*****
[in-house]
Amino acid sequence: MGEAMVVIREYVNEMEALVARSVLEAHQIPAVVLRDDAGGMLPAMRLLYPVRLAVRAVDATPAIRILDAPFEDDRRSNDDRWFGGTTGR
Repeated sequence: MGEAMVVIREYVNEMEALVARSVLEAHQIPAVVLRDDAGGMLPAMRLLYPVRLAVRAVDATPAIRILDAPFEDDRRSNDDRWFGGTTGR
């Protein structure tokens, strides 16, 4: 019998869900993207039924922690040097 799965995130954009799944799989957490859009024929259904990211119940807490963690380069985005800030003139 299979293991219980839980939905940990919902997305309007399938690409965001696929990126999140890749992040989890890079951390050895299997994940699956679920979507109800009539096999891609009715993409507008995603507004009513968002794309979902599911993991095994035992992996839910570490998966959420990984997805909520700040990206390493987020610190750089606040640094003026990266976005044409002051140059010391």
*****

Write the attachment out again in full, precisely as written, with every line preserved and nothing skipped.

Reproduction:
[in-house]
Amino acid sequence: MGEAMVVIREYVNEMEALVARSVLEAHQIPAVVLRDDAGGMLPAMRLLYPVRLAVRAVDATPAIRILDAPFEDDRRSNDDRWFGGTTGR
Repeated sequence: MGEAMVVIREYVNEMEALVARSVLEAHQIPAVVLRDDAGGMLPAMRLLYPVRLAVRAVDATPAIRILDAPFEDDRRSNDDRWFGGTTGR
């Protein structure tokens, strides 16, 4: 019998869900993207039924922690040097 799965995130954009799944799989957490859009024929259904990211119940807490963690380069985005800030003139 299979293991219980839980939905940990919902997305309007399938690409965001696929990126999140890749992040989890890079951390050895299997994940699956679920979507109800009539096999891609009715993409507008995603507004009513968002794309979902599911993991095994035992992996839910570490998966959420990984997805909520700040990206390493987020610190750089606040640094003026990266976005044409002051140059010391």